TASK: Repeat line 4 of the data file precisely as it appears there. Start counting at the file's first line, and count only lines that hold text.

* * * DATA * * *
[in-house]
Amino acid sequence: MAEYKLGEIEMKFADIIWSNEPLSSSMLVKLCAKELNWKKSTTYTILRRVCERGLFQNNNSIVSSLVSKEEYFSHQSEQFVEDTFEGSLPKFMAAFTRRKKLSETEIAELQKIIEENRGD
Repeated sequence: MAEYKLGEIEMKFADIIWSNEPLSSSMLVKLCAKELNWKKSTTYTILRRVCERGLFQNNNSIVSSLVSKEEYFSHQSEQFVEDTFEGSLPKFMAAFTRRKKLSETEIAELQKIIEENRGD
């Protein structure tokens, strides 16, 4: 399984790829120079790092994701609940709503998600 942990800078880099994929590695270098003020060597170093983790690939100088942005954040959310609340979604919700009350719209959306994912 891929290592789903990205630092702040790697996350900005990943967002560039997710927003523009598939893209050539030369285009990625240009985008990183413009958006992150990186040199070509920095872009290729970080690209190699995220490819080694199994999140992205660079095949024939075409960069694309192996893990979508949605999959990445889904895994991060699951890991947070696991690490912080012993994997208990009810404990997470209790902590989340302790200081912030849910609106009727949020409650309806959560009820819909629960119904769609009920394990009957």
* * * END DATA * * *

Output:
């Protein structure tokens, strides 16, 4: 399984790829120079790092994701609940709503998600 942990800078880099994929590695270098003020060597170093983790690939100088942005954040959310609340979604919700009350719209959306994912 891929290592789903990205630092702040790697996350900005990943967002560039997710927003523009598939893209050539030369285009990625240009985008990183413009958006992150990186040199070509920095872009290729970080690209190699995220490819080694199994999140992205660079095949024939075409960069694309192996893990979508949605999959990445889904895994991060699951890991947070696991690490912080012993994997208990009810404990997470209790902590989340302790200081912030849910609106009727949020409650309806959560009820819909629960119904769609009920394990009957």